~ It was homecoming, but my friends came home to my heart. ~
Two weeks ago, I hosted our Faculty of Engineering, Technology and Built Environment’s third Alumni Homecoming Ceremony and I couldn’t be prouder of my friends who showed up dressed to the nines to receive their Dean’s List certificates. As I called on their names loud and clear and watched them strut to the stage to receive their awards, I thought to myself, “We’ve come a long way together haven’t we?”
I’ve had my best friends with me ever since I started my academic journey here in UCSI University. Being studious and reserved all throughout high school, I had no idea what true friendship felt like until I met the dynamic duo Mohsen and Karam. It was through their trust, kindness and love that I was able to meet, open up and love each and every one of the best friends I have today.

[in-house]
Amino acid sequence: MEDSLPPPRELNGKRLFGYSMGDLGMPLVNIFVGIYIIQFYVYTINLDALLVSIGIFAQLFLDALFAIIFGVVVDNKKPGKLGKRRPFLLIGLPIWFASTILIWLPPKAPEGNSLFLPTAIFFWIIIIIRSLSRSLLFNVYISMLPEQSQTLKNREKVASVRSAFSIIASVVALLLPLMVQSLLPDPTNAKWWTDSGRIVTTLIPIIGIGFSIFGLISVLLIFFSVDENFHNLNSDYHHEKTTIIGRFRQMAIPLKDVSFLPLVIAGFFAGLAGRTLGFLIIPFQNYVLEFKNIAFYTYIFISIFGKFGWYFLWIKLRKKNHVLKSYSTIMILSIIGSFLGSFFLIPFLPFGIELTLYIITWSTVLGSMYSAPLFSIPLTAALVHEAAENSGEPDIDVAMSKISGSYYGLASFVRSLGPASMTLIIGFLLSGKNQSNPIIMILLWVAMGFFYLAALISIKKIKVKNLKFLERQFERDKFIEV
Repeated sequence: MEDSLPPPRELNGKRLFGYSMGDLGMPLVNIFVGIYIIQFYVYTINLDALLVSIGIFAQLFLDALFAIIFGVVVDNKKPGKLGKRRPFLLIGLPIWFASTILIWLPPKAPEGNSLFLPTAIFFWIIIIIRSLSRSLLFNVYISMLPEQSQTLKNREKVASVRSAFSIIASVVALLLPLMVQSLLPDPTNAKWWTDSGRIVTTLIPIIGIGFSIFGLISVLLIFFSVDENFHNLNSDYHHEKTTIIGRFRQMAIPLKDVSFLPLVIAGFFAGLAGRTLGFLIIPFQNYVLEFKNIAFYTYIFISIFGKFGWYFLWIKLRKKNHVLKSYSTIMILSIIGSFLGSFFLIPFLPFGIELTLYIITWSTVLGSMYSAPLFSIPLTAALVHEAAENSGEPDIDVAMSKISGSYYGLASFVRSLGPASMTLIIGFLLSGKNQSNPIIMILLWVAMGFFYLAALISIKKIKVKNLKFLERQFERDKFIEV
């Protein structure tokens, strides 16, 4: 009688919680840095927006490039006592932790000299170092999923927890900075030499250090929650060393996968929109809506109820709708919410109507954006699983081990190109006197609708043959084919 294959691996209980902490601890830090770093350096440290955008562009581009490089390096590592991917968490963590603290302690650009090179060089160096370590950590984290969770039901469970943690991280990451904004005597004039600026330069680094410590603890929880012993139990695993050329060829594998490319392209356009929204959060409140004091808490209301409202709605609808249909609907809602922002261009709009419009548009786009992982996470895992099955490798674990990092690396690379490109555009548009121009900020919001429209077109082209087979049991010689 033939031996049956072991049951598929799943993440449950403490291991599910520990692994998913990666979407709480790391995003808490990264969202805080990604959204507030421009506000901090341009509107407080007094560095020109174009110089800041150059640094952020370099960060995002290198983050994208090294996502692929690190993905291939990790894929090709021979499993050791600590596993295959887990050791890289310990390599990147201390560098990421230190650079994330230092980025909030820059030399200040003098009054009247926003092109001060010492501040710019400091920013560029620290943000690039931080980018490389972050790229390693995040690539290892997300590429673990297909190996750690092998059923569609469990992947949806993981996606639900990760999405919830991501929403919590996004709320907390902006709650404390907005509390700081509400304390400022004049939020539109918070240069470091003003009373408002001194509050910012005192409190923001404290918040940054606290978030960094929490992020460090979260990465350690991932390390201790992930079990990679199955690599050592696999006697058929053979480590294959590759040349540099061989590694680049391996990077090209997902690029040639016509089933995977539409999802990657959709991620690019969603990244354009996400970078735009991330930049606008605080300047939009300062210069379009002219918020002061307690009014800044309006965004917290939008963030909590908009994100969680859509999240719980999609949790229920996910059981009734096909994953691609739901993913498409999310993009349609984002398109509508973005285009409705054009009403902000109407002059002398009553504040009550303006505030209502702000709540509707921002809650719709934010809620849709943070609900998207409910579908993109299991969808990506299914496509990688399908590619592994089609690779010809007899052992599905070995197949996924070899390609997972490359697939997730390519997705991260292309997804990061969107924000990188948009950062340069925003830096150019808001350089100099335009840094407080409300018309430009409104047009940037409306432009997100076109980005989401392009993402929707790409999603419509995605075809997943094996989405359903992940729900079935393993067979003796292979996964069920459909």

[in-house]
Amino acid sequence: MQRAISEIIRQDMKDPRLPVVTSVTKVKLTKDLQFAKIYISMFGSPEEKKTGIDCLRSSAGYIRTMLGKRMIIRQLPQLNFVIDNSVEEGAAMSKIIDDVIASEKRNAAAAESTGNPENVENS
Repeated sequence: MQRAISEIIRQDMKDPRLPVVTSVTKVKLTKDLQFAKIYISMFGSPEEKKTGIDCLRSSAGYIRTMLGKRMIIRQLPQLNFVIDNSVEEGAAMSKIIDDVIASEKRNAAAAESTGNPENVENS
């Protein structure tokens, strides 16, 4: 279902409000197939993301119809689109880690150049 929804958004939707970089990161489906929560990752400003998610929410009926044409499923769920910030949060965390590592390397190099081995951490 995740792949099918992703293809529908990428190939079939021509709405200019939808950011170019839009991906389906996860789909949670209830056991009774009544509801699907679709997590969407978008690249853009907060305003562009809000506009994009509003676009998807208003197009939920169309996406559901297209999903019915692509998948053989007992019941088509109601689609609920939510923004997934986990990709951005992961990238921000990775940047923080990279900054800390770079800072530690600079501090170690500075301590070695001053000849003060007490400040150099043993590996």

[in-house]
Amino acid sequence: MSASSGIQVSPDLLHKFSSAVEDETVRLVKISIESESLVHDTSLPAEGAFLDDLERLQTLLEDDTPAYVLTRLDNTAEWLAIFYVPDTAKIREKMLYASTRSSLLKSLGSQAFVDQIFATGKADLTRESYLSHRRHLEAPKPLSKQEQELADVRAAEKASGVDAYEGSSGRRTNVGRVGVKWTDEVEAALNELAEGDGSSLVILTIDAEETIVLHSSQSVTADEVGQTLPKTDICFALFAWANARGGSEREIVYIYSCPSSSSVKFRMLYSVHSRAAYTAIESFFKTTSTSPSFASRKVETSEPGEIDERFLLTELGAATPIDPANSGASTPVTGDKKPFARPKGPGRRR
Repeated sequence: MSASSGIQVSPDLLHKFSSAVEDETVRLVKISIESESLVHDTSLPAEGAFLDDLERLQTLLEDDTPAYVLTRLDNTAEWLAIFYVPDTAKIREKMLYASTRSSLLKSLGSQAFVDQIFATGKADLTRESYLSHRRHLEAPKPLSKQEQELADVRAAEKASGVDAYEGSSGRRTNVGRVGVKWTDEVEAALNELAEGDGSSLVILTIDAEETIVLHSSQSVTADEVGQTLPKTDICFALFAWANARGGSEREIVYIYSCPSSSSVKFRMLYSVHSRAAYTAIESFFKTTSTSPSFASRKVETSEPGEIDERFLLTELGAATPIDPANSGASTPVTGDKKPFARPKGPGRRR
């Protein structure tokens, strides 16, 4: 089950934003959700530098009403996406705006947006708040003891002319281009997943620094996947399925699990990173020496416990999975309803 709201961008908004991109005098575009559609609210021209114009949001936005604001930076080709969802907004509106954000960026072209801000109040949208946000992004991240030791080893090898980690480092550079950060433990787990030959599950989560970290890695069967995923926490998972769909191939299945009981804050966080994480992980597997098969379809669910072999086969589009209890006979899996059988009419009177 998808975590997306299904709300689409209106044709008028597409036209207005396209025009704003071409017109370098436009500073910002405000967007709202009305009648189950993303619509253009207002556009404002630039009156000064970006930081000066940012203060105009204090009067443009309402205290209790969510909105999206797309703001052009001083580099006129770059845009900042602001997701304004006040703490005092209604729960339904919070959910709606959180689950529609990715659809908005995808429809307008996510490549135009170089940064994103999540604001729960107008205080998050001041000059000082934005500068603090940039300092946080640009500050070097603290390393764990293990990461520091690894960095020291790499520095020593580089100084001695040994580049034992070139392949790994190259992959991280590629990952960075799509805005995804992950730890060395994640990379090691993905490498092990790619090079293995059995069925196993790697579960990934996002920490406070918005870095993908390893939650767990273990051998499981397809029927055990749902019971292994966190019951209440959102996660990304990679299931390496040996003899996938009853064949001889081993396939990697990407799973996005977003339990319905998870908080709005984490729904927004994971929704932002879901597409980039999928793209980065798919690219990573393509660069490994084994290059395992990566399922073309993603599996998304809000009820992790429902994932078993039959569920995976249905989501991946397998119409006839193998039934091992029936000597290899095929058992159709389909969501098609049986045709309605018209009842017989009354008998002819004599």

Karam was the first person to receive his certificate of outstanding academic performance. I had purposely given my partner emcee the task of handing over the certificates to the Head of Civil Engineering Department just so I could call out, “Karam Yahya Abu Osba!” loud enough for the two-hundred-plus students to hear. And I did just the same for Mohsen and Noman when their turns came. I found sheer enjoyment in celebrating my friends’ success and I considered it an honour to be the sole person announcing their names.